Common Cicadabirds are the smallest Australian cuckoo-shrikes.
The Common Cicadabird is the only Australian cuckoo-shrike with a
Common Cicadabirds are dark-grey throughout, with a black eye stripe
and near-black tail and flight feathers with dark-grey edge lining.
Apart from an off-white throat patch,
Common Cicadabirds have a
light-brown front with thin darker-brown barring from the
upper chest to the lower belly. They have dark-brown eye
stripes, lighter brown eyebrows and light-and-dark brown
striated ear coverts. The frons, crown and back, from the
nape of the neck to the tail, are all greyish-brown. The
flight feathers are dark-brown, with lighter brown edge
The eyes of both sexes have black irises. The thin, slightly
down-curved bill, the legs and feet are all dark-grey.
but are more heavily barred.
The overall distribution of this species can be assessed, and
specific locations where birds have been spotted can be found,
based on individual sighting reports submitted by birdwatchers to
The global distribution of the Cicadabird is available
There are several races of Cicadabirds. Altogether their range
spans across eastern Indonesia, Timor Leste, New Guinea and the
Solomon Islands, extending southwards to Australia.
In Australia two races of Common Cicadabirds are found.
breeds only in Australia. It occurs along the East coast, from South of
Cape Melville, QLD, to about the NSW/VIC border, and along the
eastern slopes of the Great Dividing Range. Occasionally they
extend their range farther inland, up to the western slopes of the
Great Dividing Range (including, e.g.,
Warrumbungle NP and
the Pilliga scrub).
Along the (near-)coastal fringe of tropical North Australia, from
Cape Melville, QLD, throughout the northern part of Cape York peninsula,
the Top End of the NT and the Kimberley in WA, endemic race
A male Common Cicadabird, race
was spotted by C. Hayne at Ballina, NSW, in December 2012.
B. Hensen reports spotting Common Cicadabirds, race
at St. Albans, NSW, in December 2012 and again in March 2018.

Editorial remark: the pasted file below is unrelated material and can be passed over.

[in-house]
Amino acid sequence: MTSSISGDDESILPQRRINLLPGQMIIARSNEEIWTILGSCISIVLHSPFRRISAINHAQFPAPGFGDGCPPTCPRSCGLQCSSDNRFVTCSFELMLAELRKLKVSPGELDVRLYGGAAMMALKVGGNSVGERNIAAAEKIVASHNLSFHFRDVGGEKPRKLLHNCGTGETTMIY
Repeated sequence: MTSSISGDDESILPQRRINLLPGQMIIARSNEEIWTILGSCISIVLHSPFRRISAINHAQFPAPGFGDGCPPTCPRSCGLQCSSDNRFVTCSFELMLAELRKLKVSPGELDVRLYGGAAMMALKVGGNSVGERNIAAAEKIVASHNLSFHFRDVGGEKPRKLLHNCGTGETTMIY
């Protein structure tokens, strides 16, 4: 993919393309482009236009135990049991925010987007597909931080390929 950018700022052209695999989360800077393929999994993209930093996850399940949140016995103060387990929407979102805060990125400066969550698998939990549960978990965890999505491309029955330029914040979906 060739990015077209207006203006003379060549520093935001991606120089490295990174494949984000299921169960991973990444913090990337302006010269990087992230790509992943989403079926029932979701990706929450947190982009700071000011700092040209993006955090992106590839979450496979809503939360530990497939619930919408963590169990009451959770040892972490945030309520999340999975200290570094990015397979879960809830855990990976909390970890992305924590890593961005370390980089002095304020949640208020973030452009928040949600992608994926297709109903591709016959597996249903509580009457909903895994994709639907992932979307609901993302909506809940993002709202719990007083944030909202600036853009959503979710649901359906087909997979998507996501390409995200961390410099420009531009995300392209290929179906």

A Common Cicadabird, race
was heard calling by us at Upper Bullawa Creek,
Mt. Kaputar NP,
in October 2013. We thank B. Hensen for identifying the bird's
A Common Cicadabird was found at the same location again in January 2018.
In December 2013 a pair was observed at Deriah Aboriginal Area.
Several Common Cicadabirds, race
were observed in Leard State Forest, near Maules Creek,
NSW, in November 2014.
Scott reports spotting a Common Cicadabird, race
Roseberry Creek Valley, near Toonumbar NP, northern NSW, in December 2016.
B. Hensen reports finding a Common Cicadabird, race
at St. Albans, NSW, in February 2014.
M. Eaton spotted a Common Cicadabird, race
at Anstead Reserve, Anstead, QLD, in November 2018, and another at the
same location in December 2019.
B. Hensen reports spotting a female Common Cicadabird, race
in Darwin, NT, in August 2013.
Near-lateral/ventral view of a male Common Cicadabird;
mellow early morning light gives it a brownish hue
(photo courtesy of M. Eaton)
[Anstead Reserve, Anstead, QLD, December 2019]
Lateral view of a male Common Cicadabird (photo courtesy of
[Roseberry Creek Valley, near Toonumbar NP, northern NSW, December 2016]
Mimicking cicada calls, Common Cicadabirds wait for a response. If they
get one, they will pounce on their prey.
Male Common Cicadabird observed by us calling by mimicking a cicada
(upper left) and then checking for any response; the bird mimicked
both the long-drawn rattle of a cicada and the short burst that can
be heard during take-off
[Deriah Aboriginal Area, NSW, December 2013]
As their names already suggest, Common Cicadabirds have a preference for
Cicadas, caterpillars and other relatively large insects.
Male Common Cicadabird with its prey, a caterpillar (photo courtesy of B. Hensen)
[St. Albans, NSW, February 2014]
These pages are largely based on our own observations and those of our
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please refer to a field guide.
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described on these pages, including the Gomeroi/Gamilaraay people
of the North-west Slopes and Plains of NSW, and the traditional
owners of other lands and nations within this country. We acknowledge
elders past, present and emerging. Sovereignty was never ceded.
Thu, 2 February 2023, 4:36 +00:00